Attorney Adams is absolutely correct. We are in no position to state an opinion on the value of your case. Moreover, any such determination would be fact-specific and you have not provided any specific facts. If you are considering bringing a suit for PTSD, I suggest that you consult with an attorney who specializes in such matters from your area.
Disclaimer: This answer does not constitute legal advice. I am admitted in the state of California only and make no attempt to opine on matters of law that are not relevant to that state. This advice is based on general principles of law that may or may not relate to your specific situation. You should not rely on this advice alone and nothing in these communications creates an attorney client relationship.
I am licensed in Nevada, but this answer should apply in Maryland as well.
What actions did the person take in creating the hostile situation? Did he waive the gun around? Fire it in general? Fire it in your direction? Were there verbal threats? Was there any physical contact? Will a Jury believe that these actions led to a reasonable fear? If not, then there should be no award?
While we cannot give a valuation to your case at this point - and no one can tell you what a Jury will award at any point before the Jury has made its decision - we can tell you what a Jury may consider in rendering a verdict.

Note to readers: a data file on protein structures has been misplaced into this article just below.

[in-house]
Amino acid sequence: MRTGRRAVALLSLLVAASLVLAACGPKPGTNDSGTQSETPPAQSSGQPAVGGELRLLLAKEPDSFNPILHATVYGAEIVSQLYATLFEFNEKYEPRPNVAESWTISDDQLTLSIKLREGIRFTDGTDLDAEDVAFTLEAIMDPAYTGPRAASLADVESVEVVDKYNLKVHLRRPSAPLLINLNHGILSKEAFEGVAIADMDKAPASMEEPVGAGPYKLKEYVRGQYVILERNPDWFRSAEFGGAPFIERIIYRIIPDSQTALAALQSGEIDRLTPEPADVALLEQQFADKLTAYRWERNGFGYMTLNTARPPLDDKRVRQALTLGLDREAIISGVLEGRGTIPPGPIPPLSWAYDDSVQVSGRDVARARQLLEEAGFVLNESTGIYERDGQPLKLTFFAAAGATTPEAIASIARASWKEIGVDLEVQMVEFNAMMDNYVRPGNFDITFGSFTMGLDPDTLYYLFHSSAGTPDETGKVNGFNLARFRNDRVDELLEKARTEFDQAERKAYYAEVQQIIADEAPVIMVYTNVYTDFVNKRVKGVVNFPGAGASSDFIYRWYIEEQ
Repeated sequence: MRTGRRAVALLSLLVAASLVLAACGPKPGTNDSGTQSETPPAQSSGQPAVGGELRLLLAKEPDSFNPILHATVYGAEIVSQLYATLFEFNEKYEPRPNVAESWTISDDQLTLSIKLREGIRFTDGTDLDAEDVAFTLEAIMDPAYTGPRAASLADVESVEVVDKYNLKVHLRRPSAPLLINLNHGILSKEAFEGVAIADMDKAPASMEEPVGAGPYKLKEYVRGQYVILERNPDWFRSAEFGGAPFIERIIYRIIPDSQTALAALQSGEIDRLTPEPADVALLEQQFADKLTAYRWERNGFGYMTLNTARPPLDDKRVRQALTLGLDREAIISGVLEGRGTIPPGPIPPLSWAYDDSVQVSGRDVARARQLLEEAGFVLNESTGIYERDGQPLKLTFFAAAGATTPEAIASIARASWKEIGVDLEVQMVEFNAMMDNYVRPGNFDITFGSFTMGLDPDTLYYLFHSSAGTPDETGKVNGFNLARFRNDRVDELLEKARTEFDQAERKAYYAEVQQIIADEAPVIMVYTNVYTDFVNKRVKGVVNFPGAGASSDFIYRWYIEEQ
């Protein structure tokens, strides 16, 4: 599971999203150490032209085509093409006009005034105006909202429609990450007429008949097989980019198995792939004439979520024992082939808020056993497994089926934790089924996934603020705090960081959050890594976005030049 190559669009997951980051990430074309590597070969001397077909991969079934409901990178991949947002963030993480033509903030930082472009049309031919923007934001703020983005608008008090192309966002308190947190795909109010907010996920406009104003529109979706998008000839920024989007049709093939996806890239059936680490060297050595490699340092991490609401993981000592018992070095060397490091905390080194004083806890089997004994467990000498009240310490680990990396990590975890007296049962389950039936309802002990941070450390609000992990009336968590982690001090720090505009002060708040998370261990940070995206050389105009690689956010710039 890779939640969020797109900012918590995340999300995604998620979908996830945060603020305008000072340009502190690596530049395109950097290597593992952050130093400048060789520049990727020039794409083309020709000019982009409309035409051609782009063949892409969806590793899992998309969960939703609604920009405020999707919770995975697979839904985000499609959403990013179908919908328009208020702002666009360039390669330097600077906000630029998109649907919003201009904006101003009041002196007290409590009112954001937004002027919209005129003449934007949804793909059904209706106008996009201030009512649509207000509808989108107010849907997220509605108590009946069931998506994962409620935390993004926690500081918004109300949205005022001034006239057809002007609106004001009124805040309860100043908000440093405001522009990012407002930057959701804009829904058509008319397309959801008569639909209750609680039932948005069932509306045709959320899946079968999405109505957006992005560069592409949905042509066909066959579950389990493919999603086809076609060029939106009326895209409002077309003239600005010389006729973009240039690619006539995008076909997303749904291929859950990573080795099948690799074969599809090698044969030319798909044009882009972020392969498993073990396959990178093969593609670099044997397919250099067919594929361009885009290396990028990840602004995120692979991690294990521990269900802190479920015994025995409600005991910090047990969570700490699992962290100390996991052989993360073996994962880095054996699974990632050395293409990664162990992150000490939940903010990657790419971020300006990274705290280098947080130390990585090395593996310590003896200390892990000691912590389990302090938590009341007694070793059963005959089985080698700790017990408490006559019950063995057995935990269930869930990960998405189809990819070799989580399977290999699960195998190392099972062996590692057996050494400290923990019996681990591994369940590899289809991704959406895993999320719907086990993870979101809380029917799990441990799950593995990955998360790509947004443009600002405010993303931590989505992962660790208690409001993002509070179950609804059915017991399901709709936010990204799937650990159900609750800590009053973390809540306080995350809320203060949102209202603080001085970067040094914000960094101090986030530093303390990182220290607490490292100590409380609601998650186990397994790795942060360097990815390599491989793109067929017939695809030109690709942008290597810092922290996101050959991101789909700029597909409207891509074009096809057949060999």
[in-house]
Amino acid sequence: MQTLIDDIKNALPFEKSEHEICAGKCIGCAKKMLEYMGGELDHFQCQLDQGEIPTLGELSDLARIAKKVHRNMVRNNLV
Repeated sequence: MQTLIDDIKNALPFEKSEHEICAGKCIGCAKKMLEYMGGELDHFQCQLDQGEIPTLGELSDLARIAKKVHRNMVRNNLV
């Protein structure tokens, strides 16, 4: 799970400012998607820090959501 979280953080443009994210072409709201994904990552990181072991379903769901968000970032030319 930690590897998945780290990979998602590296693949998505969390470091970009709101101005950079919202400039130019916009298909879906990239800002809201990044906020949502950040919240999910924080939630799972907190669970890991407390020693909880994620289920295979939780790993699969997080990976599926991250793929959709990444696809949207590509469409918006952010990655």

One of the factors is the severity of the stress. Have you or will you need psychiatric or psychological care to cope with the stress? Have you or will you seek any other form of counselling to cope with the stress?
Has there been any physical manifestations due to the stress such as nausea/vomiting or hives?
How long has the stress gone on and has it gotten better on its own or with counseling or other care?
Have you had to resort to medications to cope with the stress? If so, are they prescribed by a doctor or street drugs or alcohol?
Did you miss work due to the stress? If so, how much time was missed, was it done at a doctor's suggestion and what caused the lost income (nervousness or physical manifestations)?
As you can see, there is a lot to consider. If you were scared for a short period of time and that fear went away when the person was removed from your presence, there would be little value to the case. If, on the other hand, the fear remained and required treatment and medications and a doctor could link your physical and/or emotional manifestations to the event(s), then your case has much more value. If the person is still free and around you (as opposed to in jail or otherwise distant from you), this could effect the amount of fear that is reasonable.
Hope this helps.
/s Donald Kudler
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